Grandchildren to Grandparents – One Diet to Stay Fit

by | Jun 9, 2011 | Health Habits, Nutrition Support, Uncategorized

If you have been browsing our site, you might have noticed the large amount of information we have on daily healthy eating plans – men or women, younger or older, pregnant or not… This is a summary of a healthy diet plan for all age groups.

Infants 0 – 6 months

The best diet for this age group is breast milk – it provides all the nutrients that baby needs and more importantly, it also provides antibodies, white blood cells and nucleotides which are very important because they help the baby combat various infections that will try and attack the baby.

You can begin weaning the baby at around two weeks of age by giving it a few spoonfuls of smooth and totally bland food. Suitable foods include non-wheat cereals such as baby rice and pureed fruit or vegetables. After four weeks you can begin feeding the child purees of meat, poultry, lentils and beans. The feeding bottle can contain full-fat cow’s milk. After about 6 months you can begin feeding thicker, lumpier food so the child learns to chew. Aim for 2 – 3 servings of potatoes, bread, rice (or yams), fruit and vegetables and 1 serving cooked meat or fish or egg or tofu or beans or lentils.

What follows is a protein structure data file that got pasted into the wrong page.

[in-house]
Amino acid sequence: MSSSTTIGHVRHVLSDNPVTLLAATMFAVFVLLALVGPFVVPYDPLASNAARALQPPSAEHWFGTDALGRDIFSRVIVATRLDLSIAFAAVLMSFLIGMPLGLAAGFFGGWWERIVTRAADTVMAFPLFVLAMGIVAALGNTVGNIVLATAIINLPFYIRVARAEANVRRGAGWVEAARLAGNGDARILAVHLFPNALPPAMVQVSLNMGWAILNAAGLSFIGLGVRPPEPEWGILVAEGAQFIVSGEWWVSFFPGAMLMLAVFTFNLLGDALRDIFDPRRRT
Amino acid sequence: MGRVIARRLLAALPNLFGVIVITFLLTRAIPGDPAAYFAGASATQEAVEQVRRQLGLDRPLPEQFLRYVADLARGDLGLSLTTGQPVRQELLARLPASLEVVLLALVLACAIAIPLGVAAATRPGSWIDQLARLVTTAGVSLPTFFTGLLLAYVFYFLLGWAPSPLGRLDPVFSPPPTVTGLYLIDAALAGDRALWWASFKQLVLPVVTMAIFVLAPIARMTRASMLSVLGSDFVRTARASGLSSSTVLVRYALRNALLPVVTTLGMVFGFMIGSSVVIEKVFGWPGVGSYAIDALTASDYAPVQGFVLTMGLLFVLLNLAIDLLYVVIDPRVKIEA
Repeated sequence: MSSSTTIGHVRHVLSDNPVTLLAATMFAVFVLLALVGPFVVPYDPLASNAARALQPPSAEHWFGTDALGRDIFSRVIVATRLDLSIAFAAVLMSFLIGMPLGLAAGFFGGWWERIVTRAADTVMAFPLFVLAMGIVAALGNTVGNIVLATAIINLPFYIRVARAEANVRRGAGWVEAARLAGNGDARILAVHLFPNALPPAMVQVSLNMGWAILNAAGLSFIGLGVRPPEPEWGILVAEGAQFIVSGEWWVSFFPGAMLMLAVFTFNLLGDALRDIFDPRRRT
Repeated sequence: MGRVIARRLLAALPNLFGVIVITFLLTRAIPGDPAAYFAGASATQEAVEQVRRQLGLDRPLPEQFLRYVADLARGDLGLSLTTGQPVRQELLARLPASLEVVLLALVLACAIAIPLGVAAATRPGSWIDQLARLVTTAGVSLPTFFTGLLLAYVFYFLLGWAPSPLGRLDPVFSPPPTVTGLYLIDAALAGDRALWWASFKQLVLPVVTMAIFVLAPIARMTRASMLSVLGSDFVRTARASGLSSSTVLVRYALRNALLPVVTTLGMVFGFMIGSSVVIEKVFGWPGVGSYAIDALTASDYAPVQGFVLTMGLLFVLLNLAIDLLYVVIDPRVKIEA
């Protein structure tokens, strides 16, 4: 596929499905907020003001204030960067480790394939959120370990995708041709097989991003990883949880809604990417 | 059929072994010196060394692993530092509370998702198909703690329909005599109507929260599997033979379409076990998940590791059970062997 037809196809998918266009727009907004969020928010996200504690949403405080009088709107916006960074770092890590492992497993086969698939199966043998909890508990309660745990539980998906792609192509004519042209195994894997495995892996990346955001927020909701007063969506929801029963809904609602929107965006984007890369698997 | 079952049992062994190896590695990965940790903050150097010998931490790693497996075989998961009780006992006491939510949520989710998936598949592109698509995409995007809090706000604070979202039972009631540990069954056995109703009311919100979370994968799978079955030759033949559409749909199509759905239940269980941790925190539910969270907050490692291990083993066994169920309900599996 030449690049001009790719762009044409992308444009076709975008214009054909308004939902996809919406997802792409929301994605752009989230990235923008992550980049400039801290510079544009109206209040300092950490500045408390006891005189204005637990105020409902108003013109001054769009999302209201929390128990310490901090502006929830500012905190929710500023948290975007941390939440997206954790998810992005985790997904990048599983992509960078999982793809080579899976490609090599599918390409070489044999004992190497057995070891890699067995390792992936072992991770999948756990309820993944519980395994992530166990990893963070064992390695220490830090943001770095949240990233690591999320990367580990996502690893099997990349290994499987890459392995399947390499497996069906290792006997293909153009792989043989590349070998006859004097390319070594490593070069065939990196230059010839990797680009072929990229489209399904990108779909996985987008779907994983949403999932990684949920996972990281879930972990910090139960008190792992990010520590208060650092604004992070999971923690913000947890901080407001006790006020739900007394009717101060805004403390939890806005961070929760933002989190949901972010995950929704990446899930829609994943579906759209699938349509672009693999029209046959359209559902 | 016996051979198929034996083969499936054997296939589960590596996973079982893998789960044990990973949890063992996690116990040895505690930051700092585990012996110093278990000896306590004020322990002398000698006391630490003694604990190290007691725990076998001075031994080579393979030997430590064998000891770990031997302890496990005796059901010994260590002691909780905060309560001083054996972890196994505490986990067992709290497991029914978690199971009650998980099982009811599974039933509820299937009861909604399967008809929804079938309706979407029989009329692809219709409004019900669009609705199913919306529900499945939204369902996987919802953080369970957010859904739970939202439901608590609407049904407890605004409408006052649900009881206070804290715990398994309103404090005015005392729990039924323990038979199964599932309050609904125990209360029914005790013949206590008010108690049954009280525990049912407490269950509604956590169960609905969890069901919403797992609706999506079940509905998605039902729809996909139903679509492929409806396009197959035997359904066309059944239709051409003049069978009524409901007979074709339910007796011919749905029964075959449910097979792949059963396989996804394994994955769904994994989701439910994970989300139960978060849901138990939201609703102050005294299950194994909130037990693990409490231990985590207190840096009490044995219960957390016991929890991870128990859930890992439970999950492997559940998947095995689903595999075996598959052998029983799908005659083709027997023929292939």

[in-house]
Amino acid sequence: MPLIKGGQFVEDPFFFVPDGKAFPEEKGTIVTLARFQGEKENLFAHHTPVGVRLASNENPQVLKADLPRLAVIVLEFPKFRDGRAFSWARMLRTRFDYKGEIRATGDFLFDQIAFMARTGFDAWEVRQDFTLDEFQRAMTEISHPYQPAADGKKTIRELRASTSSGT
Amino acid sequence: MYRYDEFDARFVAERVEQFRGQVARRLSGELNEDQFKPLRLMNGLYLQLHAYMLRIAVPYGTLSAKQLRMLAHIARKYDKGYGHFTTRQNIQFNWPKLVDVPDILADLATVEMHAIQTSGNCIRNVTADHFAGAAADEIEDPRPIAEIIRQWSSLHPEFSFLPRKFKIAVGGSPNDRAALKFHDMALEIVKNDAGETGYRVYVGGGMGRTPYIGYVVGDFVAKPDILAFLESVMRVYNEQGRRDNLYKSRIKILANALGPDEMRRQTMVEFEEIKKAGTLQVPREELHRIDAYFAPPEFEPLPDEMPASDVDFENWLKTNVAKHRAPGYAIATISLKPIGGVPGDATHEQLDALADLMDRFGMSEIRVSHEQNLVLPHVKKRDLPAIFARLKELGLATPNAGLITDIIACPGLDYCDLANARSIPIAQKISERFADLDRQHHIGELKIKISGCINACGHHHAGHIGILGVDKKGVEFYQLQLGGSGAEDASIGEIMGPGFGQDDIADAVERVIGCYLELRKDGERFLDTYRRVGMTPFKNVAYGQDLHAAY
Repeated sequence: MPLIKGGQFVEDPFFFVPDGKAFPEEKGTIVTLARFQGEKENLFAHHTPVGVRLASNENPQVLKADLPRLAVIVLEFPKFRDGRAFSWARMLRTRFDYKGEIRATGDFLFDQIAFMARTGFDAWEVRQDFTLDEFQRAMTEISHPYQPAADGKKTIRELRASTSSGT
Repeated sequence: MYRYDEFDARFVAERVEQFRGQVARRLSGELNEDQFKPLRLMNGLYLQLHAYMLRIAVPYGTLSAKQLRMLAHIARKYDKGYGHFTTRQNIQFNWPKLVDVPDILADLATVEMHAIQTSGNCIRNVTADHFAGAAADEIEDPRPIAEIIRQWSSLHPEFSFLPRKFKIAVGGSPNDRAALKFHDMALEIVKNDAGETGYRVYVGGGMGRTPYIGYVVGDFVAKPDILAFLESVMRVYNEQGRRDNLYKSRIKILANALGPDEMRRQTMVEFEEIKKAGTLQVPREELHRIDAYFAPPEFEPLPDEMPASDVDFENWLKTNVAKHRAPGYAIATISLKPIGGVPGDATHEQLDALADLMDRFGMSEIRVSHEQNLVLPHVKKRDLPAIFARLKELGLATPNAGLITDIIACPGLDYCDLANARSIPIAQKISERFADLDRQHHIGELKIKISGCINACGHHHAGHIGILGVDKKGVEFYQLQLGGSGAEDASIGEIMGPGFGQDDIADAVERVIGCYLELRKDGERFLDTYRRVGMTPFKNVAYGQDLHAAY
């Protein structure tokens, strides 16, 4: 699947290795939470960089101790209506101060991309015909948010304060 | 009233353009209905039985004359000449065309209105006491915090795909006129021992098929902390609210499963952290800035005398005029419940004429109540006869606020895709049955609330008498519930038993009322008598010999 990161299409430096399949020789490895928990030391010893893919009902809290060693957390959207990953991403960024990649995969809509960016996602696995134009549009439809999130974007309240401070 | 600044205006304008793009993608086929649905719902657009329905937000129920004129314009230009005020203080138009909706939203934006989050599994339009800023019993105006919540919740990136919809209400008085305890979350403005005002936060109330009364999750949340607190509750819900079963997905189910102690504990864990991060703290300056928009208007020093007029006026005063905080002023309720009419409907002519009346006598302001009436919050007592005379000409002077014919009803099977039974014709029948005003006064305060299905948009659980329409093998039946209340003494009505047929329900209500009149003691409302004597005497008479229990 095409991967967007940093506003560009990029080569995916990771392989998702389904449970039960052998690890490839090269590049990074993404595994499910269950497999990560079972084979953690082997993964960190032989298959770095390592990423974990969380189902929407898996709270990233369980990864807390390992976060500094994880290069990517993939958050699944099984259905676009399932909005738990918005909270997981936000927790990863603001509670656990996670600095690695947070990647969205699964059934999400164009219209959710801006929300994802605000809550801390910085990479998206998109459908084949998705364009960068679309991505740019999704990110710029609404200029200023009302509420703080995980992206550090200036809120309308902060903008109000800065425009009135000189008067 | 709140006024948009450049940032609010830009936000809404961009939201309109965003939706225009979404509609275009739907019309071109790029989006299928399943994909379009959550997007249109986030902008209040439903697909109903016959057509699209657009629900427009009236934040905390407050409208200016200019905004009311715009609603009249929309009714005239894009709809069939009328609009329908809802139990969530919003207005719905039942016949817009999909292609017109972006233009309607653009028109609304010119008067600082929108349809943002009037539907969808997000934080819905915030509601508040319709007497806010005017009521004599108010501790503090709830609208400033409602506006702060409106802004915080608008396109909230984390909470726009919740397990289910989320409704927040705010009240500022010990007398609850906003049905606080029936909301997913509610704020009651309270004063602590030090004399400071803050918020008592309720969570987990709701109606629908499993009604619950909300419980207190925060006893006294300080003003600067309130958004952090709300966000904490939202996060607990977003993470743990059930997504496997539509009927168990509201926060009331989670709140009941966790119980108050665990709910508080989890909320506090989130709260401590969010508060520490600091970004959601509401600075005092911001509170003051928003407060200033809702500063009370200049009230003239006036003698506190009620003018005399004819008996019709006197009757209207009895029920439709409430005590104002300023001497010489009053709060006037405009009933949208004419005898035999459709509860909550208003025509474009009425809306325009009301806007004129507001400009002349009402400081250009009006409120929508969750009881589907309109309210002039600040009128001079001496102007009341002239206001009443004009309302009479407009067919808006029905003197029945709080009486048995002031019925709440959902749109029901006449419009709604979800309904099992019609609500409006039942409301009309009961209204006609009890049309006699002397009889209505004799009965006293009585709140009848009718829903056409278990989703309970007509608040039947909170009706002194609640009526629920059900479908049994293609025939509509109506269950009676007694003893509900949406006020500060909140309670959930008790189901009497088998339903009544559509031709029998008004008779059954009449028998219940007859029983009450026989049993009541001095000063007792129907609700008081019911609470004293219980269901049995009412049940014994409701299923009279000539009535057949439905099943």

When the baby is roughly a year old

you can begin feeding your child diced versions of the food that you eat (it should be as bland as possible). Between meals it can be fed fruit and vegetables (or soup).

For children between 1 to 4 years of age

you should include food that is rich in iron, vitamin C, Calcium and Vitamins A, C and D. See how vitamins and minerals are important and where to find them. Remember that your child needs a lot more energy and nutrients for their body size than adults and therefore they need smaller but nutrient- dense meals more often.


At this age a healthy breakfast is vitally important. Snacks if any should consist of healthy sandwiches or fruits or soups.  Lunch and dinner need to be well balanced and include protein rich food, fruits and vegetables.


The food intake for adults is identical to that of teenagers. The only difference is an increase in the amount of fibrous food and a reduction in the quantity of food or portion sizes. There is absolutely no allowance for junk food. Meals should be taken on time starting with a healthy breakfast as soon as you wake up. The last meal of the day should be had no later than 8:00 p.m. Due to modern lifestyles and a dulling of the senses adults tend to dehydrate. We forget how important water is to our bodies so a conscious effort has to be made to consume at least one glass of water every hour or no less than 8 glasses per day.

Age 60 and above nutrition

For this age group I would recommend they eat small meals roughly four to five times a day. By small I mean roughly 30% of the quantity a 40-year old would eat. It would also be a good idea to consult your health professional on including various supplements with your diet. These supplements are required because as we grow older, our body is no longer able to digest food properly which in turn leads to vitamin and mineral deficiencies.